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Eq horses and lease fees.

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  • Eq horses and lease fees.

    I think the US is so blessed to have such amazing Equitation horses. I mean Grappa may be the most amazing horse (hunter/jumper/polo/reining, etc.) that we have in our country.

    I am interested in knowing what roundabout lease fees for leasing an eq. horse for a season are. I know that some horses are also leased per show. I do not want to know specific names and numbers, as that is none of my business. But are lease fees on eq. horses more than say Junior Jumpers or Junior Hunters (ponies or horses). Eq. horses obviously have to be able to do 100times more things than a hunter or jumper.

    Any ideas?
  • Original Poster

    I think the US is so blessed to have such amazing Equitation horses. I mean Grappa may be the most amazing horse (hunter/jumper/polo/reining, etc.) that we have in our country.

    I am interested in knowing what roundabout lease fees for leasing an eq. horse for a season are. I know that some horses are also leased per show. I do not want to know specific names and numbers, as that is none of my business. But are lease fees on eq. horses more than say Junior Jumpers or Junior Hunters (ponies or horses). Eq. horses obviously have to be able to do 100times more things than a hunter or jumper.

    Any ideas?


    • #3
      That a certain eq horse was leased for $5,000 PER DAY at the medal finals 2 years ago. [img]/infopop/emoticons/icon_eek.gif[/img]

      "Ladies and gentlemen, take my advice. Pull down your pants and slide on the ice." quote from the tv series M*A*S*H
      Visit my farm at www.hiddenrockfarm.com


      • #4
        Unfortunately, I can't answer it AT ALL. But I too am deathly curious as to the cost for a long-term lease on a top eq horse.

        Like VT, no names, not trying to be tacky [img]/infopop/emoticons/icon_biggrin.gif[/img] by musing on other's finances, but if I know leasing rates for the top rock star horses, perhaps I can figure out what little old moi could afford. Someday [img]/infopop/emoticons/icon_biggrin.gif[/img]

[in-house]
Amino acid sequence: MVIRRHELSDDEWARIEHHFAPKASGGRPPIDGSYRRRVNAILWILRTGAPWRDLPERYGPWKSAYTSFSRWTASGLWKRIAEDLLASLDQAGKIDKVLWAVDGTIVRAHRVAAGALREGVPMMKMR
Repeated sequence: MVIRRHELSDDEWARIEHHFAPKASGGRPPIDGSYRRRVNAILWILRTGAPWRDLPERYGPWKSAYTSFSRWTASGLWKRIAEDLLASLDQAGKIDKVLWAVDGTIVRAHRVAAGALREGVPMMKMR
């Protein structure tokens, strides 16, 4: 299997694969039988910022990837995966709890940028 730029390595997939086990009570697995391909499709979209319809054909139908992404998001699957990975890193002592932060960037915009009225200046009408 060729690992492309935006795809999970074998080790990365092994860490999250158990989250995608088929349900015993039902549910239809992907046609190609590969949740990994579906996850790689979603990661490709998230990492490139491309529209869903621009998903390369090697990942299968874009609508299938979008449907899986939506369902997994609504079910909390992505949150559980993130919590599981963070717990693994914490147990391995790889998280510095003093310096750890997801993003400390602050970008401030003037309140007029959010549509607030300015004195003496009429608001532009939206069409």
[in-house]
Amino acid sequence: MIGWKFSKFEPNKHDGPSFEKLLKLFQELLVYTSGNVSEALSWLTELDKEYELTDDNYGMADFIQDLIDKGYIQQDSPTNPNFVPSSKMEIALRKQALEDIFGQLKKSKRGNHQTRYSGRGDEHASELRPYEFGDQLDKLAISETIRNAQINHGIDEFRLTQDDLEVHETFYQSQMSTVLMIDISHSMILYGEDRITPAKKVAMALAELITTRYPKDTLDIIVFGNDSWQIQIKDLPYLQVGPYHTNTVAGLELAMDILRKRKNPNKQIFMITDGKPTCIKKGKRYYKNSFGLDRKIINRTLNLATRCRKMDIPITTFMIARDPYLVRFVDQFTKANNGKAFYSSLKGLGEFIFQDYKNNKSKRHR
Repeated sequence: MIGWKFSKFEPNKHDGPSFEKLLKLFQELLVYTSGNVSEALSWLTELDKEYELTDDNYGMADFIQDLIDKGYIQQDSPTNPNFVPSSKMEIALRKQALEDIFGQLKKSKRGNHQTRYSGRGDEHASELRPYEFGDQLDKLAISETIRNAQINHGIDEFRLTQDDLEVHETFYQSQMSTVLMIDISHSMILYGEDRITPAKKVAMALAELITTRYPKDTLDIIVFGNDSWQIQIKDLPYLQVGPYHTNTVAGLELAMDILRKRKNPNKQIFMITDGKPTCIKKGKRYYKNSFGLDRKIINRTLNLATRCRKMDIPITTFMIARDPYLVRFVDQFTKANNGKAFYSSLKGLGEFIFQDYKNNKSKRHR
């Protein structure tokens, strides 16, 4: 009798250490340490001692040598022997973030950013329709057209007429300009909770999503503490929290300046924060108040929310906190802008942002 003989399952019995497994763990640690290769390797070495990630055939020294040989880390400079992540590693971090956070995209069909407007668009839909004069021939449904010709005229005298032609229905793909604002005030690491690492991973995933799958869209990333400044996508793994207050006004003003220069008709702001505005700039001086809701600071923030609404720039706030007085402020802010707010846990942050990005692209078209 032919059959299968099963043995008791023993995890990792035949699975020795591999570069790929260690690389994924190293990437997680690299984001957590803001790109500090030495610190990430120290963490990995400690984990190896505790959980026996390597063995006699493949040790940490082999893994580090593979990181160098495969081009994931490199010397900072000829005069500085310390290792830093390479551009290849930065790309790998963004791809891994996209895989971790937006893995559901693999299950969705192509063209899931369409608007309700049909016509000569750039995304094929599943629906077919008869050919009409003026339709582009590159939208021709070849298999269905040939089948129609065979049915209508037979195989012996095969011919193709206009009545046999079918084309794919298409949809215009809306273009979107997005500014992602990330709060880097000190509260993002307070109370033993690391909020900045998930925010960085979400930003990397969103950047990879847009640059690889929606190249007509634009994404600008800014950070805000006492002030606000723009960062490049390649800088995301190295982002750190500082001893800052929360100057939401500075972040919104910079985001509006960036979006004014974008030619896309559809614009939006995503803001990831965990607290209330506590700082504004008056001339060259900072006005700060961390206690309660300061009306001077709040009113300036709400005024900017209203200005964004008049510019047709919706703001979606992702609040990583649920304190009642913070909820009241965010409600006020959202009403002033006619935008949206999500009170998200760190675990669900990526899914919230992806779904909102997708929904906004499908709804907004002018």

• #5
          Standard lease fees for a year are 1 about 1/3 the fair market value of the horse. That takes care of the difference in "value" between disciplines.

          So, a $100,000 horse would cost you about $33,000 per year (plus all of your usual expenses) - youch!


          • #6
            OK, you figure $5K per day at the Finals - would that include any time with the horse prior to the finals? Just to have the horse for a few days to flat beforehand, no jumping? Obviously an eq. horse of that caliber doesn't need to be jumped beforehand.

            At least I assume that when you "do" the big eq. finals classes you are looking at 3 days for prepping - or can a really talented rider like Maggie meet a really talented horse like Grappa the day of the class and hop on, work out the kinks in the schooling ring, and go out and shine like she consistently does?


            • #7
              I have a very well-schooled three foot eq horse and I was told that I could EASILY lease him for 1/3 his price, so I guess 1/3 is the going rate no matter what.

              Aqha Clique
              Can you stress-fracture your brain?


              • #8
                About 10 years ago, a friend of mine leased a not so famous, but good, eq horse for finals at $1000/ day. Her horse went unexpectedly lame right before finals, and that was all she could find at the last minute. I wouldn't be shocked at all to hear that a horse like Grappa goes for more than $5000 per day for finals.


                • #9
                  2 years ago I heard $1000 - $2000 for some Ariat Finalists to lease eq horses. That included a couple of rides the week of the finals.


                  • #10
                    You would fall over, if you heard the number that I heard. Way way way out of the ball park, with the numbers that have been guessed so far!


                    • #11
                      Yes, the Big EQ really is all about uncovering our best horsemen and hardest-working, most talented riders.

                      That said, I am going to "hurl" now, anyone care to join me?

                      "It is by no means the privilege of the rider to part with his horse solely by his own will." -- Alois Podhajsky

                      "Go on, Bill... This is no place for a pony."